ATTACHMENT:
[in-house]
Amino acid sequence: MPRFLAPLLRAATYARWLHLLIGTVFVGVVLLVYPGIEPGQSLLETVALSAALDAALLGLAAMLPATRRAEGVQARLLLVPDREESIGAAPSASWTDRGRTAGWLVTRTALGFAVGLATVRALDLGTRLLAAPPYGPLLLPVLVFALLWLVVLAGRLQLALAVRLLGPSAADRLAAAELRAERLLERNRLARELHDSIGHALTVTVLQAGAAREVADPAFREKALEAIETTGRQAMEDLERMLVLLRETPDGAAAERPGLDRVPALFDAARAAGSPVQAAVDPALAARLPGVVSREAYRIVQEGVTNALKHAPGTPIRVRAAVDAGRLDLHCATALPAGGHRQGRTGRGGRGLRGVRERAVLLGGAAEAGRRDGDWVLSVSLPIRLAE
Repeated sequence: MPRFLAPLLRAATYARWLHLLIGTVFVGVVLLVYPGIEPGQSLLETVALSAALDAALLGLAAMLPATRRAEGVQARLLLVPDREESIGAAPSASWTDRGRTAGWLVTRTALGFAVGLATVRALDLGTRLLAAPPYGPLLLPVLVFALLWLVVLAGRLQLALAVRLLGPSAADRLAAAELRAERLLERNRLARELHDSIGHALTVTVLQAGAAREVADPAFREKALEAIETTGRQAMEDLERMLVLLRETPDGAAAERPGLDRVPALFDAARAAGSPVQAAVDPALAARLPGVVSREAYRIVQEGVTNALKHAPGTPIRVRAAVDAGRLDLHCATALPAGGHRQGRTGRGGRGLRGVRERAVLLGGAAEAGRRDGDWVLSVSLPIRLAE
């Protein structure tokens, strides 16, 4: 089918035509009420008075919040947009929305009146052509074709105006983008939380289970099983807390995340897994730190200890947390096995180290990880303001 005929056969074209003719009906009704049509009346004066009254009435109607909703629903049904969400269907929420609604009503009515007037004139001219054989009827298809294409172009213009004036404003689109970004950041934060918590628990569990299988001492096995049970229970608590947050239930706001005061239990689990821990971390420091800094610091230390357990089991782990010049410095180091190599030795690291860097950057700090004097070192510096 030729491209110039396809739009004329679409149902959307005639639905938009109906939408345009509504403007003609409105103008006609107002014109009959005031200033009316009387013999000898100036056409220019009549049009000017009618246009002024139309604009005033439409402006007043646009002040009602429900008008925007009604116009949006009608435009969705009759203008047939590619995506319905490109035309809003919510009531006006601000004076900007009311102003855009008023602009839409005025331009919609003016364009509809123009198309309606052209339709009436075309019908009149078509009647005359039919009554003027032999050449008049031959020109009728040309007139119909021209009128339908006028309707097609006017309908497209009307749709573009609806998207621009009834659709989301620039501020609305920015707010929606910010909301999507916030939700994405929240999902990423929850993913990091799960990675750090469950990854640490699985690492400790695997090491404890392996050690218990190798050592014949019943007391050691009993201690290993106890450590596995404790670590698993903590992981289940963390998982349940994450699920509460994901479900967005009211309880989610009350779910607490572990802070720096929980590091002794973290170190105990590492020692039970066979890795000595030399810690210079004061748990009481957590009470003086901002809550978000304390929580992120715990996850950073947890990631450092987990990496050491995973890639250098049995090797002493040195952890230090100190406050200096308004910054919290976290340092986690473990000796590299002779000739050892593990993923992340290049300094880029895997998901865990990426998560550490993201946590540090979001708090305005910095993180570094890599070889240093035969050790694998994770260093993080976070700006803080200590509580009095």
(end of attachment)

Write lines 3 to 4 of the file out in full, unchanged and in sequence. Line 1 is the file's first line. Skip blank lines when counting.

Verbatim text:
Repeated sequence: MPRFLAPLLRAATYARWLHLLIGTVFVGVVLLVYPGIEPGQSLLETVALSAALDAALLGLAAMLPATRRAEGVQARLLLVPDREESIGAAPSASWTDRGRTAGWLVTRTALGFAVGLATVRALDLGTRLLAAPPYGPLLLPVLVFALLWLVVLAGRLQLALAVRLLGPSAADRLAAAELRAERLLERNRLARELHDSIGHALTVTVLQAGAAREVADPAFREKALEAIETTGRQAMEDLERMLVLLRETPDGAAAERPGLDRVPALFDAARAAGSPVQAAVDPALAARLPGVVSREAYRIVQEGVTNALKHAPGTPIRVRAAVDAGRLDLHCATALPAGGHRQGRTGRGGRGLRGVRERAVLLGGAAEAGRRDGDWVLSVSLPIRLAE
């Protein structure tokens, strides 16, 4: 089918035509009420008075919040947009929305009146052509074709105006983008939380289970099983807390995340897994730190200890947390096995180290990880303001 005929056969074209003719009906009704049509009346004066009254009435109607909703629903049904969400269907929420609604009503009515007037004139001219054989009827298809294409172009213009004036404003689109970004950041934060918590628990569990299988001492096995049970229970608590947050239930706001005061239990689990821990971390420091800094610091230390357990089991782990010049410095180091190599030795690291860097950057700090004097070192510096 030729491209110039396809739009004329679409149902959307005639639905938009109906939408345009509504403007003609409105103008006609107002014109009959005031200033009316009387013999000898100036056409220019009549049009000017009618246009002024139309604009005033439409402006007043646009002040009602429900008008925007009604116009949006009608435009969705009759203008047939590619995506319905490109035309809003919510009531006006601000004076900007009311102003855009008023602009839409005025331009919609003016364009509809123009198309309606052209339709009436075309019908009149078509009647005359039919009554003027032999050449008049031959020109009728040309007139119909021209009128339908006028309707097609006017309908497209009307749709573009609806998207621009009834659709989301620039501020609305920015707010929606910010909301999507916030939700994405929240999902990423929850993913990091799960990675750090469950990854640490699985690492400790695997090491404890392996050690218990190798050592014949019943007391050691009993201690290993106890450590596995404790670590698993903590992981289940963390998982349940994450699920509460994901479900967005009211309880989610009350779910607490572990802070720096929980590091002794973290170190105990590492020692039970066979890795000595030399810690210079004061748990009481957590009470003086901002809550978000304390929580992120715990996850950073947890990631450092987990990496050491995973890639250098049995090797002493040195952890230090100190406050200096308004910054919290976290340092986690473990000796590299002779000739050892593990993923992340290049300094880029895997998901865990990426998560550490993201946590540090979001708090305005910095993180570094890599070889240093035969050790694998994770260093993080976070700006803080200590509580009095």